As with any deep-section rims, it’s just worth being careful about riding no-handed on blustery days.

The Prologo Scratch M5 Nack saddle isn’t my favourite in terms of shape. Individual preferences aside, though, it’s a high-quality, lightweight perch, which won’t need upgrading if it suits your rear end.

If your posterior gets on with it, Prologo’s Scratch M5 Nack is a quality saddle choice.
Russell Burton / Our Media

As usual with Merida road bikes, you also get the disc-cooler fins. These are said to act as an extra heat sink for the hydraulic brakes, meaning overheating them is less likely.

For someone like myself, who weighs around 64kg and doesn’t live in a mountainous area, they’re definitely overkill when combined with the 160mm Shimano MT900 rotors specced on the Scultura.

But they don’t detract from the performance of the bike in any way (the design has been revised from previous versions, which could scratch the heels of your shoes), so I’d happily just leave them in place.

New Dura-Ace

Shimano’s semi-wireless Dura-Ace Di2 R9200 is a marquee feature on this bike.
Dave Caudery / Our Media

One of the draws for this bike is undoubtedly the new Shimano Dura-Ace Di2 R9200 groupset.

The new semi-wireless groupset is, as you’d expect, a top performer in every way, and is well worthy of its place on a WorldTour-spec race bike.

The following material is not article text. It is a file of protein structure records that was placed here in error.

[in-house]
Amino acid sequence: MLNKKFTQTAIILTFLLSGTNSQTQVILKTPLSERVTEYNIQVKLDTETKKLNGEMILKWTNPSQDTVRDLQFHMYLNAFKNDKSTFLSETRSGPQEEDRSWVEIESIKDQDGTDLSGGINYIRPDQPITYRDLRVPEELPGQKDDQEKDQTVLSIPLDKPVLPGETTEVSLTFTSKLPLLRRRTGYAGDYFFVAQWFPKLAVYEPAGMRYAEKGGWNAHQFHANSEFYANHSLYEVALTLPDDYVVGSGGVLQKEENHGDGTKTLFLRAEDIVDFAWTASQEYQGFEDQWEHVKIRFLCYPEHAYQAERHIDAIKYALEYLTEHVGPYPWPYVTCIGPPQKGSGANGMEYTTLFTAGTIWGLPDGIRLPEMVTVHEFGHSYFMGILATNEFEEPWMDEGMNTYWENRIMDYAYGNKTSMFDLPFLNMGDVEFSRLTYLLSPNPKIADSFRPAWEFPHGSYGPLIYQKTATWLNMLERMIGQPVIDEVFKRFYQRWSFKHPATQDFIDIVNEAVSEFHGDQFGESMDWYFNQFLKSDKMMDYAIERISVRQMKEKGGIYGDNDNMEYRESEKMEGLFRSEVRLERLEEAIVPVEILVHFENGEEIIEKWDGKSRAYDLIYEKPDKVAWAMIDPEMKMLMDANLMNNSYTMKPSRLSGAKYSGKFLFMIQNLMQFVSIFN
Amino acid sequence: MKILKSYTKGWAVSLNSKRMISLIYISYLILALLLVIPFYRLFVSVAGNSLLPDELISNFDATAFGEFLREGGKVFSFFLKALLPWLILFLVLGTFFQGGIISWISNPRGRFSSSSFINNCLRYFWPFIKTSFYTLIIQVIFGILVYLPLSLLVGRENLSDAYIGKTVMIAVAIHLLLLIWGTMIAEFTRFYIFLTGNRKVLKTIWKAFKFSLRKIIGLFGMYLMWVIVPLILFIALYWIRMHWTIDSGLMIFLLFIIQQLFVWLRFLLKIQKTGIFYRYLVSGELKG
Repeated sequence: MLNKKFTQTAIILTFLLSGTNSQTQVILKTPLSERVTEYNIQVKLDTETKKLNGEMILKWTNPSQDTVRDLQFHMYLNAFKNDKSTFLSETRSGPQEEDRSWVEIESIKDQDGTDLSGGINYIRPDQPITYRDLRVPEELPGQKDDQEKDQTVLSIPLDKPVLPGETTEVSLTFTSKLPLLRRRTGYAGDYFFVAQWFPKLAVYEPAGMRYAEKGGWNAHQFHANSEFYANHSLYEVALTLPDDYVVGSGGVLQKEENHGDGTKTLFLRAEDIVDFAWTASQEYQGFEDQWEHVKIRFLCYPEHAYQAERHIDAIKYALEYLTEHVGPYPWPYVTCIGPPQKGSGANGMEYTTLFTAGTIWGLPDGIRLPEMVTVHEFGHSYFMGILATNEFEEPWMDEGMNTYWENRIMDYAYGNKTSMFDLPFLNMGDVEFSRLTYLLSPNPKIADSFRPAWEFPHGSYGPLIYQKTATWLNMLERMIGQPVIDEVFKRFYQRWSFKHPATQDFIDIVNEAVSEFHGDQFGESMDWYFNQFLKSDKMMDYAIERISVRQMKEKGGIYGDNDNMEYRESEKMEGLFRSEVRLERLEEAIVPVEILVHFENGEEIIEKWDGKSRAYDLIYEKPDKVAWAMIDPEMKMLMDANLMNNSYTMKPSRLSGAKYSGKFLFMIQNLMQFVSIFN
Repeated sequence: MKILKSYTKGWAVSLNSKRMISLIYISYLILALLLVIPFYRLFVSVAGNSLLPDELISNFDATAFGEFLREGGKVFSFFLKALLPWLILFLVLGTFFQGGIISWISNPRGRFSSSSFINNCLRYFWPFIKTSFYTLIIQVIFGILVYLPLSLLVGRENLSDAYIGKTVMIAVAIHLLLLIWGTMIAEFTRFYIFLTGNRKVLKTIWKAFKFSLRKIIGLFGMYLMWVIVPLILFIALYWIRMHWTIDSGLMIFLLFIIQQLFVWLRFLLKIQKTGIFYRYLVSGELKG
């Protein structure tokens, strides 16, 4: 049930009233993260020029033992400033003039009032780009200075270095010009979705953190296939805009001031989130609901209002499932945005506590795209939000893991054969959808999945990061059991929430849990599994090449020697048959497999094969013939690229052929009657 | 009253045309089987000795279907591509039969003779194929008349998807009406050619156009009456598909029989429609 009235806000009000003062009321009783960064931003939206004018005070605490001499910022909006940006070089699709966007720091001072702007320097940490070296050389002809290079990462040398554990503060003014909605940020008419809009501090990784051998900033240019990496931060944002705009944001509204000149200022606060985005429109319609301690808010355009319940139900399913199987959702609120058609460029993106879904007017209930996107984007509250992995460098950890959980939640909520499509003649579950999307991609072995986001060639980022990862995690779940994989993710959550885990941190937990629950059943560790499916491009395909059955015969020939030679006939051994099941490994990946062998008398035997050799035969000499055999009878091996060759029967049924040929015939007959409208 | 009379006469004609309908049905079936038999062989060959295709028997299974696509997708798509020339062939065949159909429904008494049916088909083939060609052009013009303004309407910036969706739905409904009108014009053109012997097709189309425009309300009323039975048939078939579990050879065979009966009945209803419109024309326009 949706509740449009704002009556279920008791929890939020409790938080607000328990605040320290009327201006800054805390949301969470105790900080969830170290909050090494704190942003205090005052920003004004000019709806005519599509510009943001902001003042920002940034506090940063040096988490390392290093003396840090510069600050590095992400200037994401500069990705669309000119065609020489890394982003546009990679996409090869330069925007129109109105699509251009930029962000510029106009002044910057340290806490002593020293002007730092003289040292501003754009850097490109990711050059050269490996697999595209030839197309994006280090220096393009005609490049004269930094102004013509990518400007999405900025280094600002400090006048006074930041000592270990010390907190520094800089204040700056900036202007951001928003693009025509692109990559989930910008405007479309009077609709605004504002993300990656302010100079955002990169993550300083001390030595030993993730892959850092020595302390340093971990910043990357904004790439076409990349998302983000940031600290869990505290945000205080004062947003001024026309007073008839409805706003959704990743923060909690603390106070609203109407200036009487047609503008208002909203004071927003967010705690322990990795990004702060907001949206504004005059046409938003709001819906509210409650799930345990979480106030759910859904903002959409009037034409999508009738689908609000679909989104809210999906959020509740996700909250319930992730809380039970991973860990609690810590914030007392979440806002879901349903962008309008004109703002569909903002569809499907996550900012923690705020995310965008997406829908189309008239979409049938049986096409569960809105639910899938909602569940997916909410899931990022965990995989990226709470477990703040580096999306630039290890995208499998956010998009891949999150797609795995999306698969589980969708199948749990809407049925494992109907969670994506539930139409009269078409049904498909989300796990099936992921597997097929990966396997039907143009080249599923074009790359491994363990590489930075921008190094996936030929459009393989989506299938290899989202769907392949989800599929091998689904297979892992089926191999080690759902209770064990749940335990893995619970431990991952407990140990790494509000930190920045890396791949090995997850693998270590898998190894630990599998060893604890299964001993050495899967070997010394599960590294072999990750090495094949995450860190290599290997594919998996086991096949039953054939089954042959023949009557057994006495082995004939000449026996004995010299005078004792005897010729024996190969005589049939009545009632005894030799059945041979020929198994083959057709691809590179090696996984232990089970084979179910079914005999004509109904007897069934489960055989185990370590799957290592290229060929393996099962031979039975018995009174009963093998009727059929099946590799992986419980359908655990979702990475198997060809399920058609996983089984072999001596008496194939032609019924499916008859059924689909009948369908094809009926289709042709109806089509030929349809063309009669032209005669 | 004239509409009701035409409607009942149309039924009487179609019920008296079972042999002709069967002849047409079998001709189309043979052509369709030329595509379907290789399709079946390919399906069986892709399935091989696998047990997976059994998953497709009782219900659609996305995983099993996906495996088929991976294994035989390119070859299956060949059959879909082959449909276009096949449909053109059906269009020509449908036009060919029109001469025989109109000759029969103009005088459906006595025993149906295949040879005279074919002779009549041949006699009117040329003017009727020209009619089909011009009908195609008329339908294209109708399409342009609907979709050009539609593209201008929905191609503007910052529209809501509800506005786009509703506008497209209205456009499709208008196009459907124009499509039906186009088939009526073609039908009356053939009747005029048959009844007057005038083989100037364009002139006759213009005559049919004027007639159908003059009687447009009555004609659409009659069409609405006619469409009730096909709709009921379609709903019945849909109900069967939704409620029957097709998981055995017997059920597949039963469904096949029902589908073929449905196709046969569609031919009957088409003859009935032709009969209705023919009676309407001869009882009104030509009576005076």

Rear shifting is as quick and precise as ever, and the front shifting is arguably the best available right now.

The move to 12-speed isn’t a game-changer, but it’s nevertheless nice to have the extra gear when you need it, whether that’s in the form of an easier lowest gear or a cassette with tighter ratios than an 11-speed equivalent.

Disc-cooler fins, which dissipate heat from the brakes, may be overkill unless you’re a heavier rider or live in especially hilly terrain.
Russell Burton / Our Media

That Merida has also been able to include the new Shimano Dura-Ace R9200-P dual-sided power meter at this price point, with no compromises elsewhere, is astonishing.

This represents value for money even major direct-sales brands such as Canyon struggle to match. A similarly specced Canyon Ultimate CFR costs £8,249/€8,499 and doesn’t include a power meter, for example.

Merida Scultura Team bottom line

The Merida Scultura Team offers incredible value for a superbike.
Russell Burton / Our Media